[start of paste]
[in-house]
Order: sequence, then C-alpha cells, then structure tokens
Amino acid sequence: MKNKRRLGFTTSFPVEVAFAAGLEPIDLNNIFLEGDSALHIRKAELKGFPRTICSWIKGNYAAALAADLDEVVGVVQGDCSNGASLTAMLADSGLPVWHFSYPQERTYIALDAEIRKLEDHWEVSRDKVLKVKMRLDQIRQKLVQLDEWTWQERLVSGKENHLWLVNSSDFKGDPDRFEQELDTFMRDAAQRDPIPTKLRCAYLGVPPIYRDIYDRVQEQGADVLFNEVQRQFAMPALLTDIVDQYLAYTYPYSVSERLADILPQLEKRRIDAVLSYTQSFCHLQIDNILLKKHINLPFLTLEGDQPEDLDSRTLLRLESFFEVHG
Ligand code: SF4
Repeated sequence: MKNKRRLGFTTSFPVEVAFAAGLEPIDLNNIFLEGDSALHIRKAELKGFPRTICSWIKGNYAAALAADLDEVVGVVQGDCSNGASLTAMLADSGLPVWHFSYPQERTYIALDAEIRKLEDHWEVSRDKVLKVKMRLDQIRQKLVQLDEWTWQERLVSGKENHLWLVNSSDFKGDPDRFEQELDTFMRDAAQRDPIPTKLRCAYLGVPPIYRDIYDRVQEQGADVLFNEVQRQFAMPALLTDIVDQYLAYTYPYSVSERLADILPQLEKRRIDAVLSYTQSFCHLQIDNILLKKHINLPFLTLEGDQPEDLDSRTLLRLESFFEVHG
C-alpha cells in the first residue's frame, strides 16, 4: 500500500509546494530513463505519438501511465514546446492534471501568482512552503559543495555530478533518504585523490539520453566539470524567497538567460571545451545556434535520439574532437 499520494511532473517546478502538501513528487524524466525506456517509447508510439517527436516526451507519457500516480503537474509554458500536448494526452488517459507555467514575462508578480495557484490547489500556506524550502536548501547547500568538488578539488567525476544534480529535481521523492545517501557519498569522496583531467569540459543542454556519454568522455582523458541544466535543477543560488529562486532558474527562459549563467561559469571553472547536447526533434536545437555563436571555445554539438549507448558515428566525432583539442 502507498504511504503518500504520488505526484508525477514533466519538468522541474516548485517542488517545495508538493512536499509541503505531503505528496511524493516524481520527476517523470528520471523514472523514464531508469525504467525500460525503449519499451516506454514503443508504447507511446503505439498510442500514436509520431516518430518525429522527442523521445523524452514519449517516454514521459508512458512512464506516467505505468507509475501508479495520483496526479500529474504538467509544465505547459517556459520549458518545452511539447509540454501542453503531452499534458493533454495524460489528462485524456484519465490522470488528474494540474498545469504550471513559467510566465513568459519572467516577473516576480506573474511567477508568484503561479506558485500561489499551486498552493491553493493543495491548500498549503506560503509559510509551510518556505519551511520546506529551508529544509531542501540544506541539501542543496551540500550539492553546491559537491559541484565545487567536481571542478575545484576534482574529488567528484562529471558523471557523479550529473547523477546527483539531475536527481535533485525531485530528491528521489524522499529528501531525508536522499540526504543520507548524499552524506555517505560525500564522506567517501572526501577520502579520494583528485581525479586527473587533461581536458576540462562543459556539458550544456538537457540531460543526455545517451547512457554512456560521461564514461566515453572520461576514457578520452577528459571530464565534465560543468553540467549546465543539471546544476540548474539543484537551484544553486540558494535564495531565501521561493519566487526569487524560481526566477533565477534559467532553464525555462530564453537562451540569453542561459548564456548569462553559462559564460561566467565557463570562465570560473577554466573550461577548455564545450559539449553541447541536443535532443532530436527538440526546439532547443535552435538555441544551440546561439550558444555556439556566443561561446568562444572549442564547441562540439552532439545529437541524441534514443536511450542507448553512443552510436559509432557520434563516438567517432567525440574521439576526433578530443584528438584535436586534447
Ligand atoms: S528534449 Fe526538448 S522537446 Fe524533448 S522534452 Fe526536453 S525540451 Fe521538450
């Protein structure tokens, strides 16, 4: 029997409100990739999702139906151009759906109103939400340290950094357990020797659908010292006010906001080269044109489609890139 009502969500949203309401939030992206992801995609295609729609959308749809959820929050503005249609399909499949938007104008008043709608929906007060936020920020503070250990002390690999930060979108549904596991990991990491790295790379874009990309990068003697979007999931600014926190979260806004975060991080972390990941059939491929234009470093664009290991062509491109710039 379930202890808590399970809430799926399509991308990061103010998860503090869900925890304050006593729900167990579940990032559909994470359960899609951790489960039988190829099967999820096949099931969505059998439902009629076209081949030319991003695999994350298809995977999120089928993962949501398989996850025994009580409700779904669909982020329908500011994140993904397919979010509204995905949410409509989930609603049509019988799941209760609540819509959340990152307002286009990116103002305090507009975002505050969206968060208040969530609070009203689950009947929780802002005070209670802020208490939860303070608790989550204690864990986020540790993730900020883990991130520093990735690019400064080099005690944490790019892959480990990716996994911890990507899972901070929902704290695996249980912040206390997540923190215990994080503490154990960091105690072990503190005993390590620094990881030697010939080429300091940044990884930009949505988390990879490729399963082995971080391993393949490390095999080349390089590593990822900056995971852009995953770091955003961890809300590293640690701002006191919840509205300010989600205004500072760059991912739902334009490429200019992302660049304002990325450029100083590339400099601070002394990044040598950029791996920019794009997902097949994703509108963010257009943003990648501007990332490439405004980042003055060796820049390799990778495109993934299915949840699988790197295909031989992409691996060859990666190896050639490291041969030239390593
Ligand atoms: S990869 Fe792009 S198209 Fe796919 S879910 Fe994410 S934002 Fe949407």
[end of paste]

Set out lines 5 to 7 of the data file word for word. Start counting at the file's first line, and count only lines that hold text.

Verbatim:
Repeated sequence: MKNKRRLGFTTSFPVEVAFAAGLEPIDLNNIFLEGDSALHIRKAELKGFPRTICSWIKGNYAAALAADLDEVVGVVQGDCSNGASLTAMLADSGLPVWHFSYPQERTYIALDAEIRKLEDHWEVSRDKVLKVKMRLDQIRQKLVQLDEWTWQERLVSGKENHLWLVNSSDFKGDPDRFEQELDTFMRDAAQRDPIPTKLRCAYLGVPPIYRDIYDRVQEQGADVLFNEVQRQFAMPALLTDIVDQYLAYTYPYSVSERLADILPQLEKRRIDAVLSYTQSFCHLQIDNILLKKHINLPFLTLEGDQPEDLDSRTLLRLESFFEVHG
C-alpha cells in the first residue's frame, strides 16, 4: 500500500509546494530513463505519438501511465514546446492534471501568482512552503559543495555530478533518504585523490539520453566539470524567497538567460571545451545556434535520439574532437 499520494511532473517546478502538501513528487524524466525506456517509447508510439517527436516526451507519457500516480503537474509554458500536448494526452488517459507555467514575462508578480495557484490547489500556506524550502536548501547547500568538488578539488567525476544534480529535481521523492545517501557519498569522496583531467569540459543542454556519454568522455582523458541544466535543477543560488529562486532558474527562459549563467561559469571553472547536447526533434536545437555563436571555445554539438549507448558515428566525432583539442 502507498504511504503518500504520488505526484508525477514533466519538468522541474516548485517542488517545495508538493512536499509541503505531503505528496511524493516524481520527476517523470528520471523514472523514464531508469525504467525500460525503449519499451516506454514503443508504447507511446503505439498510442500514436509520431516518430518525429522527442523521445523524452514519449517516454514521459508512458512512464506516467505505468507509475501508479495520483496526479500529474504538467509544465505547459517556459520549458518545452511539447509540454501542453503531452499534458493533454495524460489528462485524456484519465490522470488528474494540474498545469504550471513559467510566465513568459519572467516577473516576480506573474511567477508568484503561479506558485500561489499551486498552493491553493493543495491548500498549503506560503509559510509551510518556505519551511520546506529551508529544509531542501540544506541539501542543496551540500550539492553546491559537491559541484565545487567536481571542478575545484576534482574529488567528484562529471558523471557523479550529473547523477546527483539531475536527481535533485525531485530528491528521489524522499529528501531525508536522499540526504543520507548524499552524506555517505560525500564522506567517501572526501577520502579520494583528485581525479586527473587533461581536458576540462562543459556539458550544456538537457540531460543526455545517451547512457554512456560521461564514461566515453572520461576514457578520452577528459571530464565534465560543468553540467549546465543539471546544476540548474539543484537551484544553486540558494535564495531565501521561493519566487526569487524560481526566477533565477534559467532553464525555462530564453537562451540569453542561459548564456548569462553559462559564460561566467565557463570562465570560473577554466573550461577548455564545450559539449553541447541536443535532443532530436527538440526546439532547443535552435538555441544551440546561439550558444555556439556566443561561446568562444572549442564547441562540439552532439545529437541524441534514443536511450542507448553512443552510436559509432557520434563516438567517432567525440574521439576526433578530443584528438584535436586534447
Ligand atoms: S528534449 Fe526538448 S522537446 Fe524533448 S522534452 Fe526536453 S525540451 Fe521538450